> friend void thread_join(thread_base* const);
    > virtual void on_thread_entry() = 0;
    > public:
    > virtual ~thread_base() throw() = 0;
    >
    > };
    >
    > thread_base::~thread_base() throw() {}
    >
    > void* thread_base_entry(void* state) {
    > reinterpret_cast<thread_base*>(state)->on_thread_entry();
    > return 0;
    >
    > }
    >
    > void thread_create(thread_base* const _this) {
    > int const status = pthread_create(&_this->m_id, NULL,
    > thread_base_entry, _this);
    > if (status) {
    > throw int(status);
    > }
    >
    > }
    >
    > void thread_join(thread_base* const _this) {
    > int const status = pthread_join(_this->m_id, NULL);
    > if (status) {
    > throw int(status);
    > }
    >
    > }
    >
    > /* Very Simple Application Code
    > ______________________________________________________________*/
    > #include <cstdio>
    >
    > class my_thread : public thread_base {
    > public:
    > my_thread() {
    > std::printf("(%p)-my_thread::my_thread()\n",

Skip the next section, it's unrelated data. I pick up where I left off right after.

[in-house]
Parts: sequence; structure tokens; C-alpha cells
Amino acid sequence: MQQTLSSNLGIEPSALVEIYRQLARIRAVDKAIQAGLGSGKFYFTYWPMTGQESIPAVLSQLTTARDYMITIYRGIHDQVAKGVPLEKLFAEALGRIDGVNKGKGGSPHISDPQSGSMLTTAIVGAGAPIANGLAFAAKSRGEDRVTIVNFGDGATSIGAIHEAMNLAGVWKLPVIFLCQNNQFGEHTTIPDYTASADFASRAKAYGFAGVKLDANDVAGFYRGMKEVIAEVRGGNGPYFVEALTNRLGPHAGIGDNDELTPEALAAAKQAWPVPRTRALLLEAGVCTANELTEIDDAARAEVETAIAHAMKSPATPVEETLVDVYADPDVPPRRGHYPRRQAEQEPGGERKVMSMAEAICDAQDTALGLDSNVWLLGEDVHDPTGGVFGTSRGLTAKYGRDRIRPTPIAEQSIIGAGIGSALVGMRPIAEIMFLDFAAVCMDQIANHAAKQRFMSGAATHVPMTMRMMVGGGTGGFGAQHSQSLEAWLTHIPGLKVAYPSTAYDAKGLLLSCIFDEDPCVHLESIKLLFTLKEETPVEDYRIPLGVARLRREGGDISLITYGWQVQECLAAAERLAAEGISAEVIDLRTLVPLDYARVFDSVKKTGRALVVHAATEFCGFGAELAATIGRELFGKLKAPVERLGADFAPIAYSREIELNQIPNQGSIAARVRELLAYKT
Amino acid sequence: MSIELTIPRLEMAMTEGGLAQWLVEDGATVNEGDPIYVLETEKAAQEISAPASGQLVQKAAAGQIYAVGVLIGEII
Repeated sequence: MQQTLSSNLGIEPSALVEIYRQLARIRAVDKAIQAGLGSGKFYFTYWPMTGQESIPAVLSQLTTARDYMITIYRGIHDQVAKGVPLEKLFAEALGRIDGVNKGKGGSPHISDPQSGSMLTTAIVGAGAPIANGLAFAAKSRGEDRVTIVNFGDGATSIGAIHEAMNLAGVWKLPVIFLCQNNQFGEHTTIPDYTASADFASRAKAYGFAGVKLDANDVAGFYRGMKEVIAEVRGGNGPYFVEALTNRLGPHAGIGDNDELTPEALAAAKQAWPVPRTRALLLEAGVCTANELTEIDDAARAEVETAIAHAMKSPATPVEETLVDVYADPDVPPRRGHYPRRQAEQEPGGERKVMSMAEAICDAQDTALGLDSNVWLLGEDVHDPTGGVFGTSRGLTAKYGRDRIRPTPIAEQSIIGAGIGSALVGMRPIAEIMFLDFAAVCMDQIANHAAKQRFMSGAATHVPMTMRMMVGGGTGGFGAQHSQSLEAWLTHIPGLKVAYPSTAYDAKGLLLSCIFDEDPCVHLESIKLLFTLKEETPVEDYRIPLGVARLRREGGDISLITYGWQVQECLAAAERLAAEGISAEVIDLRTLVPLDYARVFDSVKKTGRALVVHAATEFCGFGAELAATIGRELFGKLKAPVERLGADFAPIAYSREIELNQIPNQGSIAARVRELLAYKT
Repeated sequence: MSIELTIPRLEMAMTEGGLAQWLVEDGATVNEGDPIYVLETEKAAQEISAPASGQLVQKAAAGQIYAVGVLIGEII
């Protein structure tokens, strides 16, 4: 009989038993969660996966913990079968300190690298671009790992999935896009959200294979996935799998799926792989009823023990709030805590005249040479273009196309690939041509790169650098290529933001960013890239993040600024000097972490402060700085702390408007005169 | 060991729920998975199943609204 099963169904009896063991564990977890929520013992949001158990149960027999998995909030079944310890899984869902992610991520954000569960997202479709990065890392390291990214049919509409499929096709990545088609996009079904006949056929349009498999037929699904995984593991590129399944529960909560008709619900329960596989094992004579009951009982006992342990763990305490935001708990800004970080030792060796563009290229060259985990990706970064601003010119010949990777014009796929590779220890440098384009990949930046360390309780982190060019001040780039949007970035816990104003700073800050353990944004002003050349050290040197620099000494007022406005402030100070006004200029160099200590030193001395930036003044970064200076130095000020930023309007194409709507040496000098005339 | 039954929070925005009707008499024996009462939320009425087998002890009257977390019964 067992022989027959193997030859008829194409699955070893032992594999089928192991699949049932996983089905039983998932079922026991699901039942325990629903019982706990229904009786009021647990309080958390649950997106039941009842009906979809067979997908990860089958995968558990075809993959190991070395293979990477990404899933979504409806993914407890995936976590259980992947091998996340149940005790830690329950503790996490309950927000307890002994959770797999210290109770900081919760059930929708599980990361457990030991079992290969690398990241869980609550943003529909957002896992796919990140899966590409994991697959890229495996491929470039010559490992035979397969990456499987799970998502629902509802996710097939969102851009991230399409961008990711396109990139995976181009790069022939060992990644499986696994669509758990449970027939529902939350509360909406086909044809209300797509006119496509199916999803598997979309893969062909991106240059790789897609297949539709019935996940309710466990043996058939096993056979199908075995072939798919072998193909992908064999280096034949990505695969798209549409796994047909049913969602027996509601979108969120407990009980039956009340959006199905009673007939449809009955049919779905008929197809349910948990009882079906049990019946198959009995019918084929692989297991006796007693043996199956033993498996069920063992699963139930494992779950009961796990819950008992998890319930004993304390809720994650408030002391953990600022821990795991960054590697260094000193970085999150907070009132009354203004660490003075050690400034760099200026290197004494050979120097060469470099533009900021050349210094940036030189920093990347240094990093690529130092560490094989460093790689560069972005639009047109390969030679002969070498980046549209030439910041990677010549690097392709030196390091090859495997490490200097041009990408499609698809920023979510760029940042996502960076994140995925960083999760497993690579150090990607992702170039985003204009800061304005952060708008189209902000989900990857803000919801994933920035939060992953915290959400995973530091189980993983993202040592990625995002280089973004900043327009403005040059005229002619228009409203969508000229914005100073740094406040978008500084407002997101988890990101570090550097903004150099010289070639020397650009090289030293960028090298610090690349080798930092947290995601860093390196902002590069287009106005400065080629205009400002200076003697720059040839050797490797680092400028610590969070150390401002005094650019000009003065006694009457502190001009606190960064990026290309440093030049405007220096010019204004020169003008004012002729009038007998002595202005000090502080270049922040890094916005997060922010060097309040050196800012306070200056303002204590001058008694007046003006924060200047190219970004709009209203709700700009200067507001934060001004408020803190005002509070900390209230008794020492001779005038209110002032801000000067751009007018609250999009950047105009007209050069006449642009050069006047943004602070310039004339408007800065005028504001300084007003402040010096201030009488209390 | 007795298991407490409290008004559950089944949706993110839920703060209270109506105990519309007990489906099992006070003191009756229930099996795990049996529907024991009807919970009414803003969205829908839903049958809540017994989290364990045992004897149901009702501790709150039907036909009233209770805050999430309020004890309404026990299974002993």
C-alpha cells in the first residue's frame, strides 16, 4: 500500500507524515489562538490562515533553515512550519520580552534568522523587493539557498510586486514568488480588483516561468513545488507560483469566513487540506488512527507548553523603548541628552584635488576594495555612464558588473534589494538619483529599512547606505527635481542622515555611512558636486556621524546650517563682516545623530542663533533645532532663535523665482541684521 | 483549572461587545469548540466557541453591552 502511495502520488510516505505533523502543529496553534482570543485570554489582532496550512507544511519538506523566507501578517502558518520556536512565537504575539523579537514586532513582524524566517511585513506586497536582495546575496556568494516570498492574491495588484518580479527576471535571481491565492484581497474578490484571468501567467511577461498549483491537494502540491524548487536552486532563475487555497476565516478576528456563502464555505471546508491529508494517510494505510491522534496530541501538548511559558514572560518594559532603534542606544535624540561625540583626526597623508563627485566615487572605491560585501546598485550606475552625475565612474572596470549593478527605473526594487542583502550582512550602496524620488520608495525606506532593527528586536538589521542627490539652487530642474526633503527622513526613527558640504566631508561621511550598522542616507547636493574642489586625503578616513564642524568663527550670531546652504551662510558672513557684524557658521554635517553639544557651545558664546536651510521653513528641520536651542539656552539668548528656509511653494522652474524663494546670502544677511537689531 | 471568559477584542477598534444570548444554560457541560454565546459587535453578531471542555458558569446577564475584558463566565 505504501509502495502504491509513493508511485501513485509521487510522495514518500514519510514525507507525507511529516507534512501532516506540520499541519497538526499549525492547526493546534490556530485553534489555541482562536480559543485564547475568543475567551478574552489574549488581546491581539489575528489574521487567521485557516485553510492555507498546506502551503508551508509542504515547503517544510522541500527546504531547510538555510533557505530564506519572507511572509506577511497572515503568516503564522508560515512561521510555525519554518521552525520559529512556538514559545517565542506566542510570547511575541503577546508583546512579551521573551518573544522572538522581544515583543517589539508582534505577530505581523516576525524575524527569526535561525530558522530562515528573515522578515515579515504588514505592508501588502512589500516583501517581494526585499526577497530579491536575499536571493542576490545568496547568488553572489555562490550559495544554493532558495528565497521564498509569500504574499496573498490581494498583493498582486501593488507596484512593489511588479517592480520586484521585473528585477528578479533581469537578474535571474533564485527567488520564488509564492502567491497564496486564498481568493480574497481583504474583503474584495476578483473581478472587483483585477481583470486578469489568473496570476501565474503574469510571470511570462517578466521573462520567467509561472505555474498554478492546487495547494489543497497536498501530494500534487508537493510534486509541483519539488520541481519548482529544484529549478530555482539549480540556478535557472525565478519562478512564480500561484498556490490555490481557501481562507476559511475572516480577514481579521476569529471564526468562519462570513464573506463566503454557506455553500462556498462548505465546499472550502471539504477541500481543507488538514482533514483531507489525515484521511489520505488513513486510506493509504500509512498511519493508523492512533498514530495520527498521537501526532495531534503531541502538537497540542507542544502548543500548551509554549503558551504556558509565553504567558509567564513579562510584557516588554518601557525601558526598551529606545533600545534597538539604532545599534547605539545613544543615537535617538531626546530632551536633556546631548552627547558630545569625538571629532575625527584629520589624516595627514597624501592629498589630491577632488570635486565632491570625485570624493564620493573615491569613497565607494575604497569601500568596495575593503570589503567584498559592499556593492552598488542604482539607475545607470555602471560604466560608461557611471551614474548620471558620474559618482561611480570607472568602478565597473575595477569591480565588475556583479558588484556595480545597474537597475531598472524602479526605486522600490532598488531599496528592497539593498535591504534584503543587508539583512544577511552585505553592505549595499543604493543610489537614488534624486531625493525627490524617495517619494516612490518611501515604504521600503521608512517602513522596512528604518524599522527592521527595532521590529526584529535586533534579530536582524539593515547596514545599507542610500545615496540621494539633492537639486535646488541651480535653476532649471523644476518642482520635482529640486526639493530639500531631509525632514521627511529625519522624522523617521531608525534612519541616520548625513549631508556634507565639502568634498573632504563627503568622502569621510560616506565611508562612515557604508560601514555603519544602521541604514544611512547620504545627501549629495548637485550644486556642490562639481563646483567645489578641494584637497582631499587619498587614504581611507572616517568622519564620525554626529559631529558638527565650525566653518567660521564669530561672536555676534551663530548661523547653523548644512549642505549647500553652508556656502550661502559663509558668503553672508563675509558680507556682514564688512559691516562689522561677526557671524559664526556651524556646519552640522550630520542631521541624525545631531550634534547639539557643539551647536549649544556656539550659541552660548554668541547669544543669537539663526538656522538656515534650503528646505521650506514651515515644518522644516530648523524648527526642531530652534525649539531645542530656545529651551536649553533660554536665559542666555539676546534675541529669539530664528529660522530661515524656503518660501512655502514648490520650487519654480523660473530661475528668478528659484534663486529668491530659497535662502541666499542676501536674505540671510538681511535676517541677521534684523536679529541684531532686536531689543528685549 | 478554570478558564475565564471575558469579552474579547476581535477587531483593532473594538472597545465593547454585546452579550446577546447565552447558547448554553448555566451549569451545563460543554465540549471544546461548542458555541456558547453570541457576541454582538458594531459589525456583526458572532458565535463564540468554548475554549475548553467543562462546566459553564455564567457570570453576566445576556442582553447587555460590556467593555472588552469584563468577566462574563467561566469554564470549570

> reinterpret_cast<void*>(this));
    > }
    >
    > ~my_thread() throw() {
    > std::printf("(%p)-my_thread::~my_thread() throw()\n",
    > reinterpret_cast<void*>(this));
    > }
    >
    > private:
    > void on_thread_entry() {
    > std::printf("void (%p)-my_thread::eek:n_thread_entry()\n",
    > reinterpret_cast<void*>(this));
    > }
    >
    > };
    >
    > #define RUN_DEPTH() 10
    > #define THREAD_DEPTH() 32
    > int main() {
    > int runs = 0;
    > for (; runs < RUN_DEPTH(); ++runs) {
    > int i = 0;
    > my_thread threads[THREAD_DEPTH()];
    >
    > try {
    > for (; i < THREAD_DEPTH(); ++i) {
    > thread_create(&threads);
    > }
    > } catch (int const& e) {
    > std::printf("thread_create throws status %d!\n", e);
    > }
    >
    > for (--i; i > -1; --i) {
    > try {
    > thread_join(&threads);
    > } catch (int const& e) {
    > std::printf("thread_join throws status %d!\n", e);